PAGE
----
The map-reduce is not the territory

AI has the potential to run our lives. We shouldn’t let it.

Ben Werdmuller

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Someone holding an old-fashioned compass in Yosemite.

There are two ways to use GPS navigation in a car:

The first is to use the directions as gospel. The system has found the right path for you to take; you need to follow them if you’re going to get to your destination.

The second is as a kind of North Star. The navigation will always point you towards your destination, but you know that you don’t have to follow the directions: if you choose to take one street instead of another, or take a detour, the system will adapt and find another way to go.

In the first scenario, the computer tells you what to do. In the second, it’s there to advise you, but the decisions are yours.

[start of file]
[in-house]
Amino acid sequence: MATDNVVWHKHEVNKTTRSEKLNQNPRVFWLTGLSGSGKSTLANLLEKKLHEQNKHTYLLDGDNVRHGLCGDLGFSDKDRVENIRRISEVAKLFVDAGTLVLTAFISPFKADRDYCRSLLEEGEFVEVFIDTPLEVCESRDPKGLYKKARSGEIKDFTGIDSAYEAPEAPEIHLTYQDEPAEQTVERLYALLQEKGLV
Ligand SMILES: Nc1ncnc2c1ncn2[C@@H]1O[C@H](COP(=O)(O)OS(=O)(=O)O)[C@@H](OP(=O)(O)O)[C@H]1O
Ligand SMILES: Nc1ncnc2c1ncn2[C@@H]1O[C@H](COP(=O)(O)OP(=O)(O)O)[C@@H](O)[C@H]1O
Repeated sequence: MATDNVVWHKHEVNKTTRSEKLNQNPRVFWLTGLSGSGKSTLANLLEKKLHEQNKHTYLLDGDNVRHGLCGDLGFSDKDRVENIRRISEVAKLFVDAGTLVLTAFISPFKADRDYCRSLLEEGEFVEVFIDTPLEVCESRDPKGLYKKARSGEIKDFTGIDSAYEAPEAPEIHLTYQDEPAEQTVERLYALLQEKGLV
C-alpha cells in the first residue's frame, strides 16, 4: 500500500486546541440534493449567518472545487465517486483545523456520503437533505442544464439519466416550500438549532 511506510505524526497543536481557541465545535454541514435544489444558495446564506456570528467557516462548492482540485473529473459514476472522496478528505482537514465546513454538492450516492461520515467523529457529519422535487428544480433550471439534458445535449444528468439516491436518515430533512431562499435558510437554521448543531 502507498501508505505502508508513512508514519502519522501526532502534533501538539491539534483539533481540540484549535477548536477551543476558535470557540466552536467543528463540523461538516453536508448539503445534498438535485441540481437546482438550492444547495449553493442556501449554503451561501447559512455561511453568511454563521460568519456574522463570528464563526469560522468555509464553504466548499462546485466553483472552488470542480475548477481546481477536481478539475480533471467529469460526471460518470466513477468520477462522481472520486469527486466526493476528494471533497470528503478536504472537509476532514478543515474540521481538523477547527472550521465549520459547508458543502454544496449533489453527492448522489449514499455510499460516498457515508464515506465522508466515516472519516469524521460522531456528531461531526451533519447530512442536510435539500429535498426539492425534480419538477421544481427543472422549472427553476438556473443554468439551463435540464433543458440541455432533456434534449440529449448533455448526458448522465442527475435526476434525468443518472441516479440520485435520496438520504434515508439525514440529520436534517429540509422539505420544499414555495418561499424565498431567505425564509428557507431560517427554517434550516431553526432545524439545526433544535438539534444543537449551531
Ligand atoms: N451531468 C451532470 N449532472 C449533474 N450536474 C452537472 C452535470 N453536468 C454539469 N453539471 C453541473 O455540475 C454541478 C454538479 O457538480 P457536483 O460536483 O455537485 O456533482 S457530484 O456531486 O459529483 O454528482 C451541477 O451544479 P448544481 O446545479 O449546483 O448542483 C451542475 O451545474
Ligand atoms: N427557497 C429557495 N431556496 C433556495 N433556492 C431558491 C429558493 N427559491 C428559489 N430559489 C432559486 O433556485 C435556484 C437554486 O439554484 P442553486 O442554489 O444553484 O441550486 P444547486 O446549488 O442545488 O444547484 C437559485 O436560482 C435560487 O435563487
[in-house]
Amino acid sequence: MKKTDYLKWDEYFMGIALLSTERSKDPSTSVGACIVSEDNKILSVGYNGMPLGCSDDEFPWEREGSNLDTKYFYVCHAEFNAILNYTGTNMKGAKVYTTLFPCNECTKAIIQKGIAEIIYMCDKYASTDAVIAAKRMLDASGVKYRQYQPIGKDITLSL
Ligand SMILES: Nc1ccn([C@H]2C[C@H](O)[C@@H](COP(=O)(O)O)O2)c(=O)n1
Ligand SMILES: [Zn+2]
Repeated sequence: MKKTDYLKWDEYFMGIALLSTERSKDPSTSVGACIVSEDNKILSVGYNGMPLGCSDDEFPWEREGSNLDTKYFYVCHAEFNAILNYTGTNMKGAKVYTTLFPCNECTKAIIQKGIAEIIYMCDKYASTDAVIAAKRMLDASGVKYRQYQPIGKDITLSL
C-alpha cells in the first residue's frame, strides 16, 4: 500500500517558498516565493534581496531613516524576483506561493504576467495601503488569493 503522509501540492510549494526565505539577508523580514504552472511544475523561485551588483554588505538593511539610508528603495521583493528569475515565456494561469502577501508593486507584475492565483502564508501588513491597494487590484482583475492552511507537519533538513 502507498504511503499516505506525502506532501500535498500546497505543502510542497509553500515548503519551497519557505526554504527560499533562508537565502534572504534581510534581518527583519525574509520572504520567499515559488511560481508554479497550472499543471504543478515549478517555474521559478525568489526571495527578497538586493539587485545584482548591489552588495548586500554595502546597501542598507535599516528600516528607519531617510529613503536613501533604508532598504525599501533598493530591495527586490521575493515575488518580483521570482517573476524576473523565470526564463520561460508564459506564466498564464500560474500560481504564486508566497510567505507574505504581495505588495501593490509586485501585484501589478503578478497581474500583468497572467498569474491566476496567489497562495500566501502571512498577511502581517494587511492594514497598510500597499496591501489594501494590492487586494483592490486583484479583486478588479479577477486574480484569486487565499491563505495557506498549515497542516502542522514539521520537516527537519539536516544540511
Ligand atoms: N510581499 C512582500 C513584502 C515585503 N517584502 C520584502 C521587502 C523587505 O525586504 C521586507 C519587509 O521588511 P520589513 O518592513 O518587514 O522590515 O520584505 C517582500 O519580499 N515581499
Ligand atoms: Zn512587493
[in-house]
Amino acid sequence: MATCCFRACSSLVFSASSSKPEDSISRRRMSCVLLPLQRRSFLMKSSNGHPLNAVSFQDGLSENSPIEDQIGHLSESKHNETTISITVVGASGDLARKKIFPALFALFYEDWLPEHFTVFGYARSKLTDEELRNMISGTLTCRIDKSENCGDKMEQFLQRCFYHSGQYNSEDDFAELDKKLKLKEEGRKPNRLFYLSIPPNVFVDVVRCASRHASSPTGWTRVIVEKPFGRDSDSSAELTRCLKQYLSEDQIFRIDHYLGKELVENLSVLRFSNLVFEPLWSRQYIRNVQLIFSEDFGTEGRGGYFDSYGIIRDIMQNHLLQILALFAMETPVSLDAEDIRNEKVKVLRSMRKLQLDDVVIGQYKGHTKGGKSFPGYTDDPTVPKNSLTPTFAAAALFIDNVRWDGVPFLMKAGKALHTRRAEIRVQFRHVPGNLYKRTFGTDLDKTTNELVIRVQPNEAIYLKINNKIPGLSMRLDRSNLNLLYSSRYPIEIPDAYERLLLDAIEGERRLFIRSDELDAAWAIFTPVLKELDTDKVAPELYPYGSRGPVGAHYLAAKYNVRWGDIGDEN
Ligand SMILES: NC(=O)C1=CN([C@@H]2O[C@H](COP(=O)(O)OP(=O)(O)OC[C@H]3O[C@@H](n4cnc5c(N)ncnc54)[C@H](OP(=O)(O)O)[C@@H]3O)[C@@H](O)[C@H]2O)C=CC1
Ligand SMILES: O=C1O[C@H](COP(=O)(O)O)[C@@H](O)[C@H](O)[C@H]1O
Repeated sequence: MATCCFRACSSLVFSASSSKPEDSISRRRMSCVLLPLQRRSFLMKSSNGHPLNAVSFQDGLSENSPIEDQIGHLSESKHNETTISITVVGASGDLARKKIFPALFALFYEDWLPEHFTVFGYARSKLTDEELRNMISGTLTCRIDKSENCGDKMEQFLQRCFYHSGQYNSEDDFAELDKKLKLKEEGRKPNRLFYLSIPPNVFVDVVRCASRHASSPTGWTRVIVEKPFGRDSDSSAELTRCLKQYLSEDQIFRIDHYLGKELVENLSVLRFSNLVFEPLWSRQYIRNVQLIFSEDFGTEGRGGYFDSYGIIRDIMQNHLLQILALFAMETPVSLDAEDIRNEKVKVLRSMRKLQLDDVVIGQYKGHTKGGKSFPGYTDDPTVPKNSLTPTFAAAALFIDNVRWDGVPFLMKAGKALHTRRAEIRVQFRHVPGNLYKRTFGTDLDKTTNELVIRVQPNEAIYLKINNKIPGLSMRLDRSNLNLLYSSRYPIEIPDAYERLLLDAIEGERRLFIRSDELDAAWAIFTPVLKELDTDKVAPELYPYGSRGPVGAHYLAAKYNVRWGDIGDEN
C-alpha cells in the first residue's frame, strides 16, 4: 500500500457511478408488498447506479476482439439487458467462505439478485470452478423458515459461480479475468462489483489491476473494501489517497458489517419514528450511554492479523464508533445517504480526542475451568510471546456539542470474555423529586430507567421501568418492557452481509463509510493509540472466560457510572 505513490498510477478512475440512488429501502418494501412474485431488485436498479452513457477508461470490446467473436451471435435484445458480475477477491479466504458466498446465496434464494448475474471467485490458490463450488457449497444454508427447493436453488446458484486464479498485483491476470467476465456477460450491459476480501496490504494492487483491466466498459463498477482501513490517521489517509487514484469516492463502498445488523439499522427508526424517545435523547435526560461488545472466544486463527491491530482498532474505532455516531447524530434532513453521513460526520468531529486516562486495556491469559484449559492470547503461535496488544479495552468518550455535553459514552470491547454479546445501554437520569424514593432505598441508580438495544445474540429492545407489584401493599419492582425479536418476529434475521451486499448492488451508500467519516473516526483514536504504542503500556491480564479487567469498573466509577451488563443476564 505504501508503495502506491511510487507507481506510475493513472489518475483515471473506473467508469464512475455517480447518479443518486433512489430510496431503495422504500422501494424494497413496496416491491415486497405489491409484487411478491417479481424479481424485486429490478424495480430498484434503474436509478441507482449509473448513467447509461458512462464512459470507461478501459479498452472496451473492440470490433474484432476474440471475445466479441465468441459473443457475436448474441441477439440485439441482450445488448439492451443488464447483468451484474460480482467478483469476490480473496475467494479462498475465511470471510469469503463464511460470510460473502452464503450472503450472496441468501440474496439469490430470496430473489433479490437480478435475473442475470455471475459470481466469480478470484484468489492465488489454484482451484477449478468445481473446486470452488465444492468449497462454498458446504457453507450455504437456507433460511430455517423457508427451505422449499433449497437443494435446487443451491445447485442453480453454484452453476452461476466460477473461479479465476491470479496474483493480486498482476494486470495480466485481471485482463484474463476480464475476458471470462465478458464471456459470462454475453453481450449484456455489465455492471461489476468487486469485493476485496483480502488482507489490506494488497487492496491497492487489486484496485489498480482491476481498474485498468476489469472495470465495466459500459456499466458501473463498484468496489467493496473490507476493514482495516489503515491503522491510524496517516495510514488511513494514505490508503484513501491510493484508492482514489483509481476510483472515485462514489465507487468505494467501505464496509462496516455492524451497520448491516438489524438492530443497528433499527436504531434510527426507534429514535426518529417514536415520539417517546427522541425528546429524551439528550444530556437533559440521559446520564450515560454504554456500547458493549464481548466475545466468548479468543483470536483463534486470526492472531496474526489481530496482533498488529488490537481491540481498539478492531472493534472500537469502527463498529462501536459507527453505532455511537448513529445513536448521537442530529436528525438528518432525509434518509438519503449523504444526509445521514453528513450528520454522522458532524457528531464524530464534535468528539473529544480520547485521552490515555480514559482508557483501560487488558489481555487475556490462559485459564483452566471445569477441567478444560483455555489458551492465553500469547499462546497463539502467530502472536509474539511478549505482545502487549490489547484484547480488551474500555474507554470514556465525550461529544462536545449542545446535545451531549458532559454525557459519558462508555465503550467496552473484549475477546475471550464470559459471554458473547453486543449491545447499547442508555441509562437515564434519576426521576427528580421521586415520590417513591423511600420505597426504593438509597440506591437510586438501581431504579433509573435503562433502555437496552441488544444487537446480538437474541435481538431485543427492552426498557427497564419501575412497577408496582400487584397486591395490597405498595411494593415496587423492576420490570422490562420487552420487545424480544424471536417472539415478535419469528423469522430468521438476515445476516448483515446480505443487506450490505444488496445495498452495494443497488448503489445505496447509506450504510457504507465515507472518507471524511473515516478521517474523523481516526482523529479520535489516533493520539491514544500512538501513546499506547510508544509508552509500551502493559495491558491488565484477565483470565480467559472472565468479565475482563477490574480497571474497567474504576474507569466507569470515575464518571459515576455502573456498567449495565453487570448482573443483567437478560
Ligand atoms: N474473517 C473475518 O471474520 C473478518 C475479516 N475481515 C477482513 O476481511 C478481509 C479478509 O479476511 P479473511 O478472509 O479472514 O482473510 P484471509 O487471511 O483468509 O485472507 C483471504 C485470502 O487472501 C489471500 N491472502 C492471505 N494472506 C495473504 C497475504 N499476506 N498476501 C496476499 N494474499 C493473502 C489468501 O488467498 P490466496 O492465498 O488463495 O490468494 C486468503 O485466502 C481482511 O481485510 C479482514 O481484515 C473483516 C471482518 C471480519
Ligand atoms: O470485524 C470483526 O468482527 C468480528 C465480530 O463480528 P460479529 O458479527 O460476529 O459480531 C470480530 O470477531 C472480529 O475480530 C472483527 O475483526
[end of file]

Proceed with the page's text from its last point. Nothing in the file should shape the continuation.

The first may get you there faster, if the systems’s model of the streets and traffic around you matches reality to an adequate degree. We’ve all discovered road closures or one-way streets that weren’t represented on-screen. By now, most people are familiar with the practical implications of Alfred Korzybski’s reminder that the map is not the territory even if they haven’t encountered the work itself. The computer’s knowledge of the street and its traffic is made of city plans, scans from specially equipped cars, road sensors, and data from geolocated phones of…

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Ben Werdmuller

Writer: of code, fiction, and strategy. Trying to work for social good.